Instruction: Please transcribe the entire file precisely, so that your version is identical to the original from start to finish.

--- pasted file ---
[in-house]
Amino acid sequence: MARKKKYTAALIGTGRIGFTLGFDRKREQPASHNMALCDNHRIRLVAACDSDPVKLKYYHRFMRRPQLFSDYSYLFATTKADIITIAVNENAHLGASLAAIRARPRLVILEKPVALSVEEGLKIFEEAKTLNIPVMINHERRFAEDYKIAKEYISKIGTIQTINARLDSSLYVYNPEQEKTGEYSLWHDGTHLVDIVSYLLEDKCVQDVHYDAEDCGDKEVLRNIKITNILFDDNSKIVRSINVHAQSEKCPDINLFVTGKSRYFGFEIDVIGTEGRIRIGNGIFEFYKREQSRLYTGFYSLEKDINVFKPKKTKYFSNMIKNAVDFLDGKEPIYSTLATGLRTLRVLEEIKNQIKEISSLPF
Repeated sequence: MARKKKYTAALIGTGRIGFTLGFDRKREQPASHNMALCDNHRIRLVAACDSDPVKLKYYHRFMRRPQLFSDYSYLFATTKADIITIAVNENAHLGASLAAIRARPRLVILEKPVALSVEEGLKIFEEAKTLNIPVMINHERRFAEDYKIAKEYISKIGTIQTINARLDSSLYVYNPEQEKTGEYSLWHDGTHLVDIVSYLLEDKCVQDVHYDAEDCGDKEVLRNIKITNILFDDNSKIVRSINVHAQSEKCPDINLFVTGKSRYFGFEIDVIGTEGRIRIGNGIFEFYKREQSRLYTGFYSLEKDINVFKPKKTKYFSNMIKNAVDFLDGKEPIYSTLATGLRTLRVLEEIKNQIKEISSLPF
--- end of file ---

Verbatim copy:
[in-house]
Amino acid sequence: MARKKKYTAALIGTGRIGFTLGFDRKREQPASHNMALCDNHRIRLVAACDSDPVKLKYYHRFMRRPQLFSDYSYLFATTKADIITIAVNENAHLGASLAAIRARPRLVILEKPVALSVEEGLKIFEEAKTLNIPVMINHERRFAEDYKIAKEYISKIGTIQTINARLDSSLYVYNPEQEKTGEYSLWHDGTHLVDIVSYLLEDKCVQDVHYDAEDCGDKEVLRNIKITNILFDDNSKIVRSINVHAQSEKCPDINLFVTGKSRYFGFEIDVIGTEGRIRIGNGIFEFYKREQSRLYTGFYSLEKDINVFKPKKTKYFSNMIKNAVDFLDGKEPIYSTLATGLRTLRVLEEIKNQIKEISSLPF
Repeated sequence: MARKKKYTAALIGTGRIGFTLGFDRKREQPASHNMALCDNHRIRLVAACDSDPVKLKYYHRFMRRPQLFSDYSYLFATTKADIITIAVNENAHLGASLAAIRARPRLVILEKPVALSVEEGLKIFEEAKTLNIPVMINHERRFAEDYKIAKEYISKIGTIQTINARLDSSLYVYNPEQEKTGEYSLWHDGTHLVDIVSYLLEDKCVQDVHYDAEDCGDKEVLRNIKITNILFDDNSKIVRSINVHAQSEKCPDINLFVTGKSRYFGFEIDVIGTEGRIRIGNGIFEFYKREQSRLYTGFYSLEKDINVFKPKKTKYFSNMIKNAVDFLDGKEPIYSTLATGLRTLRVLEEIKNQIKEISSLPF